"Where is he now ma'am?" The officer crossed the threshhold and swept the room with curious eyes.
"He's in the bathroom trying to convince the kids he's a loving, caring ---"
"Mr. SHORE?," the officer interupted. "I'm coming in." Millie followed officer Cooper to the bathroom.
"MR. SHORE?," the sargent called out again. Jamison was leaning against the wall slumped sideways. Dried blood coated one cheek.
"GAWD Is he dead?," the cop asked.
"Hell no, he's just passed out drunk. I smacked him with a cup when he broke down my bathroom door."
"So do you want to press any charges?"
"No, just get him outa here. And could ya threatin' him a little bit so he will leave us alone?"
The officer got a little smirk on his face. "Well, unless you're willing to press charges, whatever I say to him won't be official."
"Just get him outta here!"
Sgt Cooper splashed cold water on Jamison's face, and pulled him to his feet enough to get him out the door. Jamison slaughtered a few phrases as he stumbled down the stairs.
"Why'ssshhh my head hurt?"
Sargent Cooper chuckled, "Guess you hit your head when ya passed out."
Millie straightened the chair, picked up the lamp and ashtray, and hugged her babies. The broken door would have to wait.
At 7am, Millie drove her old jalopy to the deli where she worked 10 hours a day, behind the soda fountain. She cooked quick lunches on the grill for locals, and made shakes and sundaes when kids dropped in on their way home from school. When the lunch counter was slow, she'd put up the new magazines on the rack or stock shelves. Sometimes she'd stop and read the movie star mags, or romance paperbacks, and phantasize of the day when SHE might find a life. It was difficult for a young woman on her own in the 1940's, with three offspring to tend to at the end of the day. But she never shirked her responsibilities as an employee or mother. There was little money, and a lot of food stretching. Sometimes at the end of a workday, some prepared food hadn't sold at the deli, and Mr. Kelley her boss, would give her some to take home. That was treat night for all the family. But mostly, she made do with the likes of macaroni, spaghetti or hotdogs with Campbells tomato soup. You could make that stuff go a long way.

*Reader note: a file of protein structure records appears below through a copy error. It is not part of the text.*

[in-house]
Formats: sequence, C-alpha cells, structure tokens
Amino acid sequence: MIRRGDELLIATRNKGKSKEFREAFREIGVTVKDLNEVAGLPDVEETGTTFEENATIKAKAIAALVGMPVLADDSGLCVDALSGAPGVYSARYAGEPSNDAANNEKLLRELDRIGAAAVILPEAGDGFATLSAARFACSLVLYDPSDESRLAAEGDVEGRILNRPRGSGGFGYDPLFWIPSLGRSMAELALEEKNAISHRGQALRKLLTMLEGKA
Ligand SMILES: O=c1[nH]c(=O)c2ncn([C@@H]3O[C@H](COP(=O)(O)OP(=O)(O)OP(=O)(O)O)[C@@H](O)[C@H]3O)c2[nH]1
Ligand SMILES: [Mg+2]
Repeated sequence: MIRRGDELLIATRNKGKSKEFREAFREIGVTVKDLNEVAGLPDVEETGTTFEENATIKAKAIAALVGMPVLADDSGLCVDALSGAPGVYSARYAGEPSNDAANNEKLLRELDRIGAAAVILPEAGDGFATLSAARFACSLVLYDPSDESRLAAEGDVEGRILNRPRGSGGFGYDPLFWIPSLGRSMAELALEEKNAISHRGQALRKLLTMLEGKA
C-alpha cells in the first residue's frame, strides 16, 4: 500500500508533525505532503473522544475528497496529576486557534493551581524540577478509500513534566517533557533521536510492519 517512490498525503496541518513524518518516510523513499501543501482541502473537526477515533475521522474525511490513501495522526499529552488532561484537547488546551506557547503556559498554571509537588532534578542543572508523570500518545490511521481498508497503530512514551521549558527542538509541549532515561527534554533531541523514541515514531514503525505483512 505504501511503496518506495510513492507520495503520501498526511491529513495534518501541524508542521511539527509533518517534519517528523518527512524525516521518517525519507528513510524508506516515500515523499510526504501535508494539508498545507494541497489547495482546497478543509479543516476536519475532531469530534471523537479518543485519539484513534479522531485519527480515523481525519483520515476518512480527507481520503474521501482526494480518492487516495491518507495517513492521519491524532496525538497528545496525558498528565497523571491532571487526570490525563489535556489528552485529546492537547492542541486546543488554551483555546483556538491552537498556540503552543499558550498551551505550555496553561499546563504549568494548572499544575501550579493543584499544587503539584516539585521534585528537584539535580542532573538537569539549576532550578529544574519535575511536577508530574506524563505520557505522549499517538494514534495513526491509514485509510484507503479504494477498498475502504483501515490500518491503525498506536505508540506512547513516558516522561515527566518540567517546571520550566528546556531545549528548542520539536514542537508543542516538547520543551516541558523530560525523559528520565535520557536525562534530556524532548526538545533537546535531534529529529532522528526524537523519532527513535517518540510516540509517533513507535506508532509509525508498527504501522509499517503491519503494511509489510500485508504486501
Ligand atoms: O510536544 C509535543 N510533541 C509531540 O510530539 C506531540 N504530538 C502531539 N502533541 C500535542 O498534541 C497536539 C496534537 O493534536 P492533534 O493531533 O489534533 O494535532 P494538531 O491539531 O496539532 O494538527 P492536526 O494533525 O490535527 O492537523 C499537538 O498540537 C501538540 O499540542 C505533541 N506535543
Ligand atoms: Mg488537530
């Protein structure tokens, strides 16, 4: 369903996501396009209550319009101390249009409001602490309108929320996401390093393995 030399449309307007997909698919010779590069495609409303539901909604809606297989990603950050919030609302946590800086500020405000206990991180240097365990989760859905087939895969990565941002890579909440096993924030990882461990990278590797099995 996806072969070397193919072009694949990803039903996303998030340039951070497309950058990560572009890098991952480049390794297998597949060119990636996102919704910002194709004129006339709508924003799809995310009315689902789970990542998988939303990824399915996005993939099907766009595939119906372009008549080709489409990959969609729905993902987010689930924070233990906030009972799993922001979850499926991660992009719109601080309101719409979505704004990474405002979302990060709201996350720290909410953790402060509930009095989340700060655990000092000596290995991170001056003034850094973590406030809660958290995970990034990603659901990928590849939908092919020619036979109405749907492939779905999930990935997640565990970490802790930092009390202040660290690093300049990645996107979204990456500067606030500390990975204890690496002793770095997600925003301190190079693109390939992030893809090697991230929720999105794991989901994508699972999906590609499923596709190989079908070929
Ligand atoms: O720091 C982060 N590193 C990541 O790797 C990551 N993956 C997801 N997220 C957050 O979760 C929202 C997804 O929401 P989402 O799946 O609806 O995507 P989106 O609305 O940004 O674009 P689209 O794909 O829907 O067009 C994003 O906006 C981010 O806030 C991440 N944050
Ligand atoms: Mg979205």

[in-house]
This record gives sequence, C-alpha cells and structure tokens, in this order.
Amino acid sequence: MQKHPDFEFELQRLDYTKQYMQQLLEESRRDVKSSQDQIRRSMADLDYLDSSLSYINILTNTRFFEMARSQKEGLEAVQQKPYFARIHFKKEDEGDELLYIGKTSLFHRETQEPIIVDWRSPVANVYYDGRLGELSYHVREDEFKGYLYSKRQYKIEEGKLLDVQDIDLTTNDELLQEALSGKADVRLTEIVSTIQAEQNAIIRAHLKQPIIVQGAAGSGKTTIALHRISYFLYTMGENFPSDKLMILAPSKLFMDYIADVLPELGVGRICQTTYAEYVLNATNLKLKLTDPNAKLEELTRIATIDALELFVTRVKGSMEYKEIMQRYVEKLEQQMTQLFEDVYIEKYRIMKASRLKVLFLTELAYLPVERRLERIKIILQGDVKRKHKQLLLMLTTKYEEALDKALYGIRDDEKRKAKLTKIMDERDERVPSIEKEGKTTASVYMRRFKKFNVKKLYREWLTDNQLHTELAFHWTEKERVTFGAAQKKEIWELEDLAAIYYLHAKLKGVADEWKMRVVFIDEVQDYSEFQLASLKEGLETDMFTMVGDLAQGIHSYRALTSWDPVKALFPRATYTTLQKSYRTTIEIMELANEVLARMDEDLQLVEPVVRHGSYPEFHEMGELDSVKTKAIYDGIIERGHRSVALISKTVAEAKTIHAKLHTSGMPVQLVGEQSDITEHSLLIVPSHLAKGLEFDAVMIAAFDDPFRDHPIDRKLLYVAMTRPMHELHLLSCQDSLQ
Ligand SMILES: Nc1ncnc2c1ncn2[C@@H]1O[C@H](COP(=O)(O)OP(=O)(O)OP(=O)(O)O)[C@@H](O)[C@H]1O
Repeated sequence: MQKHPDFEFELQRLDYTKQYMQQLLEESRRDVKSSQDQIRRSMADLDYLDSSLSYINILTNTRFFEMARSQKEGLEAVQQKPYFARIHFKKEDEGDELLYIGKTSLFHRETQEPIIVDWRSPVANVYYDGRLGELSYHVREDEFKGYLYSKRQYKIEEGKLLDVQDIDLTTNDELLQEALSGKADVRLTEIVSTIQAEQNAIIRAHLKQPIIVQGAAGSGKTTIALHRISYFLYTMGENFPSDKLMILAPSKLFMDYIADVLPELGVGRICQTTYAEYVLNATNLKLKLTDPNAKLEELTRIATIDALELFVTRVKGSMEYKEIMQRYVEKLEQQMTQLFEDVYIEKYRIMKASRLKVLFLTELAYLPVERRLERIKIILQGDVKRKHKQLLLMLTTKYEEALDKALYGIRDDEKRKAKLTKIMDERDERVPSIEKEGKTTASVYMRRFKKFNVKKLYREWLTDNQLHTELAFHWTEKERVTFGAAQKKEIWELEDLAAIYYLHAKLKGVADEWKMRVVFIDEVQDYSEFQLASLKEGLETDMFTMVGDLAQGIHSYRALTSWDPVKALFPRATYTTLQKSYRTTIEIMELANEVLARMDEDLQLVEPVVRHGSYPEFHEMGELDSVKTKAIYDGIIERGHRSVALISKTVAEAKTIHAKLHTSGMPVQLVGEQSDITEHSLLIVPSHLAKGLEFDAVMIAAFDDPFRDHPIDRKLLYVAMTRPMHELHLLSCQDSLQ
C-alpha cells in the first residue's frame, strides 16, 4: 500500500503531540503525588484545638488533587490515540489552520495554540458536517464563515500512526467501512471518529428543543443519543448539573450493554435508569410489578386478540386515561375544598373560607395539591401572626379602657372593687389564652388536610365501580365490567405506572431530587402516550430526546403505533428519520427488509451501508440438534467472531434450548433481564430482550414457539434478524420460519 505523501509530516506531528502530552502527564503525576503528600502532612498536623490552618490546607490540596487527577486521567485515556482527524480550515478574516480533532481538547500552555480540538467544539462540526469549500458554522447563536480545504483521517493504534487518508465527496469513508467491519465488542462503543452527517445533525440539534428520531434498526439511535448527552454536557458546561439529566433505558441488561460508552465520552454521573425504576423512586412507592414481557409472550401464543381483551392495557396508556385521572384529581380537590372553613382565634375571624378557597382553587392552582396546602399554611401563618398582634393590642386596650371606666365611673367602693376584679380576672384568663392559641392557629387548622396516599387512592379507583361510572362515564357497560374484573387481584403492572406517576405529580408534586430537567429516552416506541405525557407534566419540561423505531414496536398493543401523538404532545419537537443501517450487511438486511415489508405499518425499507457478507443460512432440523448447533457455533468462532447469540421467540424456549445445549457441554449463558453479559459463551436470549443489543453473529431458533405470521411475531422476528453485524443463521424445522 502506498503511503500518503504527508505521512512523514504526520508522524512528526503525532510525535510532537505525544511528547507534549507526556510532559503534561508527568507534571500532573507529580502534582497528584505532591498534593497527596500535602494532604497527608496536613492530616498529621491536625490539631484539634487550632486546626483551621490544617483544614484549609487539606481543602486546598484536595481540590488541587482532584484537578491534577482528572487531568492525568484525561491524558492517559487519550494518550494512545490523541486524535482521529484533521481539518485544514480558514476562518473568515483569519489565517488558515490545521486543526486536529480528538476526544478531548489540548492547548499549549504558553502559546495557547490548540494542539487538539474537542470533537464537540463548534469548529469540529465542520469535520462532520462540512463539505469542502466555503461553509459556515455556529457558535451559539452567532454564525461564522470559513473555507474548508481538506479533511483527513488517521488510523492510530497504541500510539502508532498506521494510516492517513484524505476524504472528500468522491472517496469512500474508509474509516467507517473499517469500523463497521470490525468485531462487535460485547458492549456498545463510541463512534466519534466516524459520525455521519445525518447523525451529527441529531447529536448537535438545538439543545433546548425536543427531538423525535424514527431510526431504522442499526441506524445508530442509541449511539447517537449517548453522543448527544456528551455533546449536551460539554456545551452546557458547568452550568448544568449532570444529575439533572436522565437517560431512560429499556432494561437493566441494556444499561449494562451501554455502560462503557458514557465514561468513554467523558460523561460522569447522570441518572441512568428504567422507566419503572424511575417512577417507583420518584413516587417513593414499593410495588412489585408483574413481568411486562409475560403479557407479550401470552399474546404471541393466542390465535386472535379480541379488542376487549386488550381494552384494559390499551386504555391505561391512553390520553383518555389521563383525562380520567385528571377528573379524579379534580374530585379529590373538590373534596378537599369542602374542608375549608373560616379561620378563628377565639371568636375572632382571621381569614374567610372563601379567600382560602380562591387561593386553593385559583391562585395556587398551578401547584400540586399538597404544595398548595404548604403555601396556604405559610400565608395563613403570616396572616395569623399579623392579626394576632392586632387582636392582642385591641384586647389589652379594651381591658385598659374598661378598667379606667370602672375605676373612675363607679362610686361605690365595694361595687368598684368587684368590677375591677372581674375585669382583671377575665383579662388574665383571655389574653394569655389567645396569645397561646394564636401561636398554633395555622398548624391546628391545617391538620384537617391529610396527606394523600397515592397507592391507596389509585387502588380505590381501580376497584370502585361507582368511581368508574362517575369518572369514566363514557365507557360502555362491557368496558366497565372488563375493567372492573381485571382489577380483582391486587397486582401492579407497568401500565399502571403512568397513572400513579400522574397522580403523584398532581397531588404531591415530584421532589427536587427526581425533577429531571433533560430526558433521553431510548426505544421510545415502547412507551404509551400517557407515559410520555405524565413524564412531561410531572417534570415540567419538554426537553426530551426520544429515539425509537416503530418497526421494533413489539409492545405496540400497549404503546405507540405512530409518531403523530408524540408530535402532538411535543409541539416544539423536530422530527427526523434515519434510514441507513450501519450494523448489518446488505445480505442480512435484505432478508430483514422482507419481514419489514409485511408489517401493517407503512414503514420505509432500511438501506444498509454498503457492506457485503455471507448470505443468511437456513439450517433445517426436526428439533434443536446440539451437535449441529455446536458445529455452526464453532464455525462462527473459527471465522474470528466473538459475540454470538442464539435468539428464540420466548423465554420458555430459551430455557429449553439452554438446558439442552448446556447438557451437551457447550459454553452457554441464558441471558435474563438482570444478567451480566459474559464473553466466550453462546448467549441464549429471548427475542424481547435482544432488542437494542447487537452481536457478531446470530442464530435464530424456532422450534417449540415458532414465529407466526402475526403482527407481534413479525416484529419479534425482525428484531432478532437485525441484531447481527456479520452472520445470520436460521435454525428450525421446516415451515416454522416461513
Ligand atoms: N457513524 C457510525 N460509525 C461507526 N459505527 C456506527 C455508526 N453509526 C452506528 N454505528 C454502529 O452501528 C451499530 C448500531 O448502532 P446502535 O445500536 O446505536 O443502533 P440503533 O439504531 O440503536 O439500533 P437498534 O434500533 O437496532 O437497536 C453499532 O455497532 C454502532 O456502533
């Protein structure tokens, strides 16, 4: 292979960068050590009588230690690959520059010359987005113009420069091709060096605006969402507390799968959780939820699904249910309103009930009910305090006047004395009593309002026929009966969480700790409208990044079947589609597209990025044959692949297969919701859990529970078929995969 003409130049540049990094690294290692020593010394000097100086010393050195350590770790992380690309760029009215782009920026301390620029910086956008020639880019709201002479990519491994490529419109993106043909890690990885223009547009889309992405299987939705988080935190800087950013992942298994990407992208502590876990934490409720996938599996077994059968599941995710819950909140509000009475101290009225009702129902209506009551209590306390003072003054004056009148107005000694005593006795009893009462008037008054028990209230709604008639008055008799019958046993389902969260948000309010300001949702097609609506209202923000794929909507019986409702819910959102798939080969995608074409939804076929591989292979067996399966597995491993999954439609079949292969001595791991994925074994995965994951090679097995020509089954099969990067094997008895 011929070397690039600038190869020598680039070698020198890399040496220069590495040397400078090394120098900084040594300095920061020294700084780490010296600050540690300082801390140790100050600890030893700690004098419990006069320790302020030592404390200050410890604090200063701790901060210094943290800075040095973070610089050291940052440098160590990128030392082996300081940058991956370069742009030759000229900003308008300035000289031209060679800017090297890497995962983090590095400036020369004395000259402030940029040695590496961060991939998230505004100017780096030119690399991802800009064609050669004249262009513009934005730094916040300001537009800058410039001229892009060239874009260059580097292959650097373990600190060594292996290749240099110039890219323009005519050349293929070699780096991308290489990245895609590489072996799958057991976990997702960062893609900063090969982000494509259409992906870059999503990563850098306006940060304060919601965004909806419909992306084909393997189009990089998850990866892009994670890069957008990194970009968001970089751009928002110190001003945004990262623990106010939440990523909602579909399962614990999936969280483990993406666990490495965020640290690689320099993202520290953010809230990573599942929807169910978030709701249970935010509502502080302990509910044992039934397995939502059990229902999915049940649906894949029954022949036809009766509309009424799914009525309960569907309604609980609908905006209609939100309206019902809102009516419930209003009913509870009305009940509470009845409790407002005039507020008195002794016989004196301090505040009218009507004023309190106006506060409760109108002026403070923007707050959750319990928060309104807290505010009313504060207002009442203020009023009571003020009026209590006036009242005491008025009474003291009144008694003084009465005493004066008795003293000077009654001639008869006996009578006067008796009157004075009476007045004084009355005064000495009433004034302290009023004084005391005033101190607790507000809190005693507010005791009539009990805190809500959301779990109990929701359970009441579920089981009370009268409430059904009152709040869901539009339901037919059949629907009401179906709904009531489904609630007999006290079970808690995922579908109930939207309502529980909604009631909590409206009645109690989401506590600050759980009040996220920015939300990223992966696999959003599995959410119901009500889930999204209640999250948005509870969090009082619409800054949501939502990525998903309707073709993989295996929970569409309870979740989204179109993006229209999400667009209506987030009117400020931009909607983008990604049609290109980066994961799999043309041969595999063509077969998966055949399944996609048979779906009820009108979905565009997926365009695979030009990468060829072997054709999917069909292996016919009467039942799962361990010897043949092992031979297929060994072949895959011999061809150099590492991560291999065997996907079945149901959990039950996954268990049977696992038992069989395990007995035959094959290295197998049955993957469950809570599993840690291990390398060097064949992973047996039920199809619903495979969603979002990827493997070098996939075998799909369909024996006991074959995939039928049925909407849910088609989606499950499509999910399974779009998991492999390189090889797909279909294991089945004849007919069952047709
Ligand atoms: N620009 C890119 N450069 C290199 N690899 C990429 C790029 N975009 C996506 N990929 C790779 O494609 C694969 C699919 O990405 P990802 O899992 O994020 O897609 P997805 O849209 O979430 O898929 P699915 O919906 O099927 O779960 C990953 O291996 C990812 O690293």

On weekday mornings, the two oldest, Elaine and Tommy, got breakfast for the three of them and made sure their little brother Darren, was ready for the sitter. The house where Mrs. Larson lived and cared for Darren, was on the way to the school, and they would drop him off around 7:30, then walk about 6 blocks to Washington Elementary. Millie had planned out all the locations so she could get to work earlier, and not have to worry about her precious ones. And so it went for a couple more years. The drudgery and monotony of the deli, the nurturing of the children and scraping the bottom of the barrel to make ends meet. It took it's toll on Millie, and she was losing weight and becoming depressed. Something had to change.